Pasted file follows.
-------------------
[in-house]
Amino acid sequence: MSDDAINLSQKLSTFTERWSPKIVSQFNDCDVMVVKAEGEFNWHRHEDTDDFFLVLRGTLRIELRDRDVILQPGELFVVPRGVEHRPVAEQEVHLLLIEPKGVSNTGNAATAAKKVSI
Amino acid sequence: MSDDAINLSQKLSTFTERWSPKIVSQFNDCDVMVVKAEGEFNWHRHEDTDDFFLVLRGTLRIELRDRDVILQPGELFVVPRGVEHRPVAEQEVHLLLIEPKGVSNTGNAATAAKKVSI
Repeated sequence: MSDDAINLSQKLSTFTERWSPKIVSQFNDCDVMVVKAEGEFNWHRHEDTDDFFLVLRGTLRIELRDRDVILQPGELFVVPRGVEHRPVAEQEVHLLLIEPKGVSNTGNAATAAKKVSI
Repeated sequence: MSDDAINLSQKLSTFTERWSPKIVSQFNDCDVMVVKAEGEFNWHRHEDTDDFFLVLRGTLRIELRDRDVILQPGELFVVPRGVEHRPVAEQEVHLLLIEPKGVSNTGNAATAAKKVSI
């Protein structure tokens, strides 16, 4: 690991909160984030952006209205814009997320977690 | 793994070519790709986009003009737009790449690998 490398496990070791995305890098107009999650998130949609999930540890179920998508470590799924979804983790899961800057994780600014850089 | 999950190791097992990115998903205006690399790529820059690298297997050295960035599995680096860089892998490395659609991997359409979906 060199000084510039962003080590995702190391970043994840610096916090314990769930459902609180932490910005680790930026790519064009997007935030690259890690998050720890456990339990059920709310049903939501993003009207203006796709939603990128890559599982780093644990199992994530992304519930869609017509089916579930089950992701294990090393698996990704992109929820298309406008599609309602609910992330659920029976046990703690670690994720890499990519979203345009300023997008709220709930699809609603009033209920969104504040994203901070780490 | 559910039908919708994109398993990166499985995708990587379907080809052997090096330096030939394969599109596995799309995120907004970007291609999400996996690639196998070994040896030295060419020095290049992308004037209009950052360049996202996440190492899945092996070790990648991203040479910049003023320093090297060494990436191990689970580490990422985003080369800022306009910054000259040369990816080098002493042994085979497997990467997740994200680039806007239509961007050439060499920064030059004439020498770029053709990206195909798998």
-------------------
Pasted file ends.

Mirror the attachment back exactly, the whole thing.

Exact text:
[in-house]
Amino acid sequence: MSDDAINLSQKLSTFTERWSPKIVSQFNDCDVMVVKAEGEFNWHRHEDTDDFFLVLRGTLRIELRDRDVILQPGELFVVPRGVEHRPVAEQEVHLLLIEPKGVSNTGNAATAAKKVSI
Amino acid sequence: MSDDAINLSQKLSTFTERWSPKIVSQFNDCDVMVVKAEGEFNWHRHEDTDDFFLVLRGTLRIELRDRDVILQPGELFVVPRGVEHRPVAEQEVHLLLIEPKGVSNTGNAATAAKKVSI
Repeated sequence: MSDDAINLSQKLSTFTERWSPKIVSQFNDCDVMVVKAEGEFNWHRHEDTDDFFLVLRGTLRIELRDRDVILQPGELFVVPRGVEHRPVAEQEVHLLLIEPKGVSNTGNAATAAKKVSI
Repeated sequence: MSDDAINLSQKLSTFTERWSPKIVSQFNDCDVMVVKAEGEFNWHRHEDTDDFFLVLRGTLRIELRDRDVILQPGELFVVPRGVEHRPVAEQEVHLLLIEPKGVSNTGNAATAAKKVSI
């Protein structure tokens, strides 16, 4: 690991909160984030952006209205814009997320977690 | 793994070519790709986009003009737009790449690998 490398496990070791995305890098107009999650998130949609999930540890179920998508470590799924979804983790899961800057994780600014850089 | 999950190791097992990115998903205006690399790529820059690298297997050295960035599995680096860089892998490395659609991997359409979906 060199000084510039962003080590995702190391970043994840610096916090314990769930459902609180932490910005680790930026790519064009997007935030690259890690998050720890456990339990059920709310049903939501993003009207203006796709939603990128890559599982780093644990199992994530992304519930869609017509089916579930089950992701294990090393698996990704992109929820298309406008599609309602609910992330659920029976046990703690670690994720890499990519979203345009300023997008709220709930699809609603009033209920969104504040994203901070780490 | 559910039908919708994109398993990166499985995708990587379907080809052997090096330096030939394969599109596995799309995120907004970007291609999400996996690639196998070994040896030295060419020095290049992308004037209009950052360049996202996440190492899945092996070790990648991203040479910049003023320093090297060494990436191990689970580490990422985003080369800022306009910054000259040369990816080098002493042994085979497997990467997740994200680039806007239509961007050439060499920064030059004439020498770029053709990206195909798998």